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Helen Gill Parker (nee Irons)

  • UR-STU 19
  • Collection
  • 1915-1917
(1-7) Copies of "Magazine of the Dundee Training College" Vol.X 1,2,3 Vol.X1 1, 2 and 3 and Vol. X11 1. 1915-1917 (8) Large photograph 'Outgoing Students 1917' with pictures and names of the students and staff.

Helen Gill Parker (nee Irons)

Karen Tosh collection

  • UR-SF 93
  • Collection
  • 1886 - 1939
Anatomy: Descriptive and Topographical, 1866
The Diseases of Women, 1882
A General Textbook of Nursing, 1937
Surgery for Nurses and Surgical Nursing, 1938
Surgery for Nurses, 1938
Medicine for Nurses, 1939
The Family Physician, vols 1 & 5

Karen Tosh

Jim Smith collection

  • UR-STU 22
  • Collection
  • 1969
Eleven copies of 'Old Dundonian' student paper, 1969.

Jim Smith

Dr Arthur J Cruickshank, images of Dundee

  • UR-SF 95
  • Fonds
  • 1960 - 1970
19 slides of various images of Dundee including aerial views and buildings on campus, c1960 - c1970.

Dr Arthur J Cruickshank

William Stirton

Age 92 and born in Birkhill

0:40 to 1:49
House before Birkhill and transition to house in Birkhill

1 to 2:26
Went to pre-school at Muirhead. Secondary school - Logie Central School in Dundee

2:28 to 2:52
Employment history and first job at Bruce and Copestick in Dundee along at the Cow Gate doing posters, advertising, creating banners and advertising orchestras for the Caird Hall

2:52 to 3:03
Influence from school teachers which inspired him into art (Mrs Williams)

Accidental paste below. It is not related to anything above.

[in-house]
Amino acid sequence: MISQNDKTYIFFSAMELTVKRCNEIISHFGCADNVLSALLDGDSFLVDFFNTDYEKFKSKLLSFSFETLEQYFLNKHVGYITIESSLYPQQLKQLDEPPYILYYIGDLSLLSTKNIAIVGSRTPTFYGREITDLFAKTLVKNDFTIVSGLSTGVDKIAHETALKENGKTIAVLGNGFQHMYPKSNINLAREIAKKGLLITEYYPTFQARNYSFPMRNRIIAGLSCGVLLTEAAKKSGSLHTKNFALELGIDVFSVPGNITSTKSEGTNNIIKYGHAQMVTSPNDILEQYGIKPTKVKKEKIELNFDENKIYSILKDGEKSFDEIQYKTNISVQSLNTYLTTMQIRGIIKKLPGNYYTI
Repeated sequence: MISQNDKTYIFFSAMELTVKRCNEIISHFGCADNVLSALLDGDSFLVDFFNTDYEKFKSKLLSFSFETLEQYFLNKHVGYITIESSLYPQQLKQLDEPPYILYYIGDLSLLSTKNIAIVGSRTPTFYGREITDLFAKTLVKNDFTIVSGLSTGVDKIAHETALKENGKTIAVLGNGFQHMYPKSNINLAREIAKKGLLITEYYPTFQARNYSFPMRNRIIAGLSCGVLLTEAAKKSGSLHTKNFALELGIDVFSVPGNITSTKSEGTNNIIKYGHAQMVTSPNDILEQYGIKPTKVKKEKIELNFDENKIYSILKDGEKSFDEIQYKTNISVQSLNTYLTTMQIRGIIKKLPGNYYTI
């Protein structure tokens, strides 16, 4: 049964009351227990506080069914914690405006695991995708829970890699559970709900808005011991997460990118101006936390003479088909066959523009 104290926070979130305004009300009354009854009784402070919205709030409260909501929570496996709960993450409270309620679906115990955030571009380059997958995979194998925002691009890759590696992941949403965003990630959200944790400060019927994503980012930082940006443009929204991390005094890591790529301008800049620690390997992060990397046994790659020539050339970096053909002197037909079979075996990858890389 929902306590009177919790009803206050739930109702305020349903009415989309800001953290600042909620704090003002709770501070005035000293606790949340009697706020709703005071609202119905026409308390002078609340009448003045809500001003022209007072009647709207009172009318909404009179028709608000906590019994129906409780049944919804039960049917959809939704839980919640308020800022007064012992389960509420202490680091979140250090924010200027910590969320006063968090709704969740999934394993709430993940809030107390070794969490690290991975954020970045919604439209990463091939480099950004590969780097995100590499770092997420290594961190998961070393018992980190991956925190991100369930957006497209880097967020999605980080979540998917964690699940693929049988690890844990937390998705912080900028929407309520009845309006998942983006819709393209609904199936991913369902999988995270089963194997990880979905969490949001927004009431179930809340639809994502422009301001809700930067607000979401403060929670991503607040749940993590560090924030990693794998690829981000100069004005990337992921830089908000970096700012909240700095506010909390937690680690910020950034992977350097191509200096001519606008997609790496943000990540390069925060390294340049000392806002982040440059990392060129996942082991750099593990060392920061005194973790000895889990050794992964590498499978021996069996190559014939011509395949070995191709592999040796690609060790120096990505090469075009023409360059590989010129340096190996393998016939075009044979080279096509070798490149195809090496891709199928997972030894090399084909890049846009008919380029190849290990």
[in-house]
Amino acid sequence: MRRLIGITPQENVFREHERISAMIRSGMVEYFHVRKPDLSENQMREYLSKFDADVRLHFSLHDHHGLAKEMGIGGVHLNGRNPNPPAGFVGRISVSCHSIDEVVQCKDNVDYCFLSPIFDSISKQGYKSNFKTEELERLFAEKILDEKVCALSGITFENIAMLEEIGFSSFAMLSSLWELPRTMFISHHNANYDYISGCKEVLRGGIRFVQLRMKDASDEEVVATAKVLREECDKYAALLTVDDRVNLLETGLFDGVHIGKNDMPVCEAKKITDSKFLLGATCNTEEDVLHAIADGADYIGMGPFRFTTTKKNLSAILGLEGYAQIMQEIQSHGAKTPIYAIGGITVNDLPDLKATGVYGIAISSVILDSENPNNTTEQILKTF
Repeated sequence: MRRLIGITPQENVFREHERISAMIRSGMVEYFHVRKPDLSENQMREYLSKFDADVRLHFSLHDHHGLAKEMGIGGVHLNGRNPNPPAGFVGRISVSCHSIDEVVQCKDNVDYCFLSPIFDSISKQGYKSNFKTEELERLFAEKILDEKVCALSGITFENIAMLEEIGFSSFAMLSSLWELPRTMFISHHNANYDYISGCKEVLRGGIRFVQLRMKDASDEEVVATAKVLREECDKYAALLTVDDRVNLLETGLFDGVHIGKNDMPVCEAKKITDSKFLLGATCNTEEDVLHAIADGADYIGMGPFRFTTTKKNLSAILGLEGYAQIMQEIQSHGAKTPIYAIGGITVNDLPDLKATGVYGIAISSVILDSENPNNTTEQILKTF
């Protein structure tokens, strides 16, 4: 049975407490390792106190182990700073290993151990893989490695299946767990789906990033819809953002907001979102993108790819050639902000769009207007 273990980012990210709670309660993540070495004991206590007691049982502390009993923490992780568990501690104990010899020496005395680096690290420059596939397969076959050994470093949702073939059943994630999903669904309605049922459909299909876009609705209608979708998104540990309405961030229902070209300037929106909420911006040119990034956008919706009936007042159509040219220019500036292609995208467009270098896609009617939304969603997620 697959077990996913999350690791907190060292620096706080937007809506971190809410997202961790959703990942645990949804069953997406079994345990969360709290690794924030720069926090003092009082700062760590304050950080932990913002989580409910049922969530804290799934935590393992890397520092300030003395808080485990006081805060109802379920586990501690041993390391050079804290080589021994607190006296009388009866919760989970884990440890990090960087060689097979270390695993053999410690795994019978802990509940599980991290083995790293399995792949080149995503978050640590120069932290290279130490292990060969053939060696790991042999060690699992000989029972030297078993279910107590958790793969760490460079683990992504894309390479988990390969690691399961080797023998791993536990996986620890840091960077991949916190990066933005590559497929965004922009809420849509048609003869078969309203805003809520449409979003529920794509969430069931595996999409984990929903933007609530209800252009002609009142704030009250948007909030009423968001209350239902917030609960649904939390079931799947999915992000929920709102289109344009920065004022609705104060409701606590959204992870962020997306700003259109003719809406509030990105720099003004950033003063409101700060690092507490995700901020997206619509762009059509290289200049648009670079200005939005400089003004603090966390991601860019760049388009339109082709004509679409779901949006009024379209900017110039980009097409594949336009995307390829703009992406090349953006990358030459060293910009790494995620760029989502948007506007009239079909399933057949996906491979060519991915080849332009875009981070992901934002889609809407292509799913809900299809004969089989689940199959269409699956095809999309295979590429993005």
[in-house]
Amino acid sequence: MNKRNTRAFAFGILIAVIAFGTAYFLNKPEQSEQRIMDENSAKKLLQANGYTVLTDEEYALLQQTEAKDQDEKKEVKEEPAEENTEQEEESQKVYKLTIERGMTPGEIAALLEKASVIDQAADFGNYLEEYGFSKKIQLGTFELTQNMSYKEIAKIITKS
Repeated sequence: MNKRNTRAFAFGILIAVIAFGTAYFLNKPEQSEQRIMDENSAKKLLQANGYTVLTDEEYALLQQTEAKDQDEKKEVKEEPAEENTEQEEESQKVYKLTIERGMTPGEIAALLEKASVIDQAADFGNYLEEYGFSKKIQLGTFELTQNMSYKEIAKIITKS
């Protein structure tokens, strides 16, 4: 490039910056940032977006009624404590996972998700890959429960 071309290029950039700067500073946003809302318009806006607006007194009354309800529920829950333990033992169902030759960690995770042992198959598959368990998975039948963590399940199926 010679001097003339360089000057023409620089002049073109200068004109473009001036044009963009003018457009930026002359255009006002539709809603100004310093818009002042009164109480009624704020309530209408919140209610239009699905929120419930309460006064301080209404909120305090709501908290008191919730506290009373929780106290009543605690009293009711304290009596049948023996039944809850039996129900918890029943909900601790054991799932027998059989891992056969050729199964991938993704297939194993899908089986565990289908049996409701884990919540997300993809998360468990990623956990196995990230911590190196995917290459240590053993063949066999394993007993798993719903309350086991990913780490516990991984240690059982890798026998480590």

3:40 to 5:30
World War II - Went to Bell Street with friends to join the Blackwatch at age 17. Left Blackwatch to get a trade and joined engineers (Major Mckinnes was the major of engineers) (Engineers at Strathmore Avenue)

5:30 to 11
Sailed to France in 1939 to serve in the war, ended up right through to a place called Beckerhaltz (in Germany)

11:50 to 13
Serving in North Africa during the war (November the 8th 1942) He was in Africa for almost a year

13 to 15
All the locations travelled to during war - Africa up to Tunisia over the Sangre River then travelled to Sicily then to the states of Messina in Italy. Lastly travelled right through Rome.

16:48 to 18
Returning from war, adjusting back to normal work life and marriage (Married childhood school friend, she was also in the Army as a Sargent)

18 to 19:53
DC Thomson - Interviewed by Mark Anthony, First person to work in DC Thomson after the war, Attended evening classes at Art College in Bell Street for 3 or 4 years.

19:53 to 21
First job at DC Thomson (Lettering) first wage was £6 a week.

21:50 to 23:07
Stories told what was happening back home during the war (tales) For example - his work colleague Jack Glass who kicked anything lying on the floor, all the colleagues placed lead weights in a match box and he kicked it and almost broke his toe.

26:10 to 27
Working conditions with male and females working separate.

27 to 32:30
Transition from lettering to head of art department in DC Thomson and joining the Daily Express, he left DC Thomson's in the 1950's then joined the Daily express and was there for 9 months. He returned to Dundee and was approached by Sandy Cuthbert who offered him the job offer for working as the head of the Art department.

32:40 to 34:48
Working in a union and non union workplace

34:50 to 36
Becoming part of the art department in DC Thomson - Mark Anthony was the head of the department and retired. William was the head of the department for 12 years.

36 to 38
Changes throughout the years (technology, machines)

39 to 44
Memories and artist dinners. Started way before the war and carried on. Also known as the editorial dinners. Held at Belmont Arms and the first dinner was held at The Queens Hotel. There were themes at the artist dinners for example the company dressed up as Tramps: Will wore a kilt with a paint brush attached as an accessory.

45:46 to 47
Being head of the art department and relationship with the Thomsons.

47:38 to 50
Overall review of working at DC Thomson and happy memories